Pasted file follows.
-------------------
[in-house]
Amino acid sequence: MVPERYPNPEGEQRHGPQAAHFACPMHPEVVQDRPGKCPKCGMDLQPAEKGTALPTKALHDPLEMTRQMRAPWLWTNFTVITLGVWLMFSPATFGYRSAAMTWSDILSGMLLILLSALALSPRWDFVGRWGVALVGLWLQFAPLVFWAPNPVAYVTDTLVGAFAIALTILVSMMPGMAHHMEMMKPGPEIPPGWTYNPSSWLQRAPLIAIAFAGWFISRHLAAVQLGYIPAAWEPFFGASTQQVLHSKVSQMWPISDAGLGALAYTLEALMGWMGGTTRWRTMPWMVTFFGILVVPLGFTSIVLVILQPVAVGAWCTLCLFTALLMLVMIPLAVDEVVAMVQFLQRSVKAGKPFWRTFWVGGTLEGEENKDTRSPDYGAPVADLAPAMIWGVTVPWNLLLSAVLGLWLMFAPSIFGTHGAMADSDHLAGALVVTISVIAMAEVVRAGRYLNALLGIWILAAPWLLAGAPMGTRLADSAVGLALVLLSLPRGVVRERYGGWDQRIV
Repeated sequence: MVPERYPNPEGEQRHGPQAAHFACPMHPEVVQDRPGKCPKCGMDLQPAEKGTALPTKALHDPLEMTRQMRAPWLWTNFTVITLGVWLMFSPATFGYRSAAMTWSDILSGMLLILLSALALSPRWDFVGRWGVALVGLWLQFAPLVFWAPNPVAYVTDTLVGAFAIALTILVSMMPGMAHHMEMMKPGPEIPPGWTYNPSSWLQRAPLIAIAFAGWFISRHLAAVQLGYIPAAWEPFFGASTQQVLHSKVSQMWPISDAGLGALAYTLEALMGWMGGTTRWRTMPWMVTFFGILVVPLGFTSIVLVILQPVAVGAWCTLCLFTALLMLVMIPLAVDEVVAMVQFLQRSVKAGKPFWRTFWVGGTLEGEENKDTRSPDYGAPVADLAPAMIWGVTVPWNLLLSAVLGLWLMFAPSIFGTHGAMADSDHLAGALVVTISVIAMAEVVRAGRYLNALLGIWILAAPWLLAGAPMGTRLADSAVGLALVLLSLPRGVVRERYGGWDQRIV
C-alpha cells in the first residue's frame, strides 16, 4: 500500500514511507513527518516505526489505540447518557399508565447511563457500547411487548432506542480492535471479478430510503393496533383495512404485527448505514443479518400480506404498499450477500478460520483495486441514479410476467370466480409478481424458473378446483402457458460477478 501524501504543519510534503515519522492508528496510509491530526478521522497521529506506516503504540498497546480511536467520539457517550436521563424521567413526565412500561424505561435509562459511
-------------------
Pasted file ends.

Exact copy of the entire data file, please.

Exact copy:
[in-house]
Amino acid sequence: MVPERYPNPEGEQRHGPQAAHFACPMHPEVVQDRPGKCPKCGMDLQPAEKGTALPTKALHDPLEMTRQMRAPWLWTNFTVITLGVWLMFSPATFGYRSAAMTWSDILSGMLLILLSALALSPRWDFVGRWGVALVGLWLQFAPLVFWAPNPVAYVTDTLVGAFAIALTILVSMMPGMAHHMEMMKPGPEIPPGWTYNPSSWLQRAPLIAIAFAGWFISRHLAAVQLGYIPAAWEPFFGASTQQVLHSKVSQMWPISDAGLGALAYTLEALMGWMGGTTRWRTMPWMVTFFGILVVPLGFTSIVLVILQPVAVGAWCTLCLFTALLMLVMIPLAVDEVVAMVQFLQRSVKAGKPFWRTFWVGGTLEGEENKDTRSPDYGAPVADLAPAMIWGVTVPWNLLLSAVLGLWLMFAPSIFGTHGAMADSDHLAGALVVTISVIAMAEVVRAGRYLNALLGIWILAAPWLLAGAPMGTRLADSAVGLALVLLSLPRGVVRERYGGWDQRIV
Repeated sequence: MVPERYPNPEGEQRHGPQAAHFACPMHPEVVQDRPGKCPKCGMDLQPAEKGTALPTKALHDPLEMTRQMRAPWLWTNFTVITLGVWLMFSPATFGYRSAAMTWSDILSGMLLILLSALALSPRWDFVGRWGVALVGLWLQFAPLVFWAPNPVAYVTDTLVGAFAIALTILVSMMPGMAHHMEMMKPGPEIPPGWTYNPSSWLQRAPLIAIAFAGWFISRHLAAVQLGYIPAAWEPFFGASTQQVLHSKVSQMWPISDAGLGALAYTLEALMGWMGGTTRWRTMPWMVTFFGILVVPLGFTSIVLVILQPVAVGAWCTLCLFTALLMLVMIPLAVDEVVAMVQFLQRSVKAGKPFWRTFWVGGTLEGEENKDTRSPDYGAPVADLAPAMIWGVTVPWNLLLSAVLGLWLMFAPSIFGTHGAMADSDHLAGALVVTISVIAMAEVVRAGRYLNALLGIWILAAPWLLAGAPMGTRLADSAVGLALVLLSLPRGVVRERYGGWDQRIV
C-alpha cells in the first residue's frame, strides 16, 4: 500500500514511507513527518516505526489505540447518557399508565447511563457500547411487548432506542480492535471479478430510503393496533383495512404485527448505514443479518400480506404498499450477500478460520483495486441514479410476467370466480409478481424458473378446483402457458460477478 501524501504543519510534503515519522492508528496510509491530526478521522497521529506506516503504540498497546480511536467520539457517550436521563424521567413526565412500561424505561435509562459511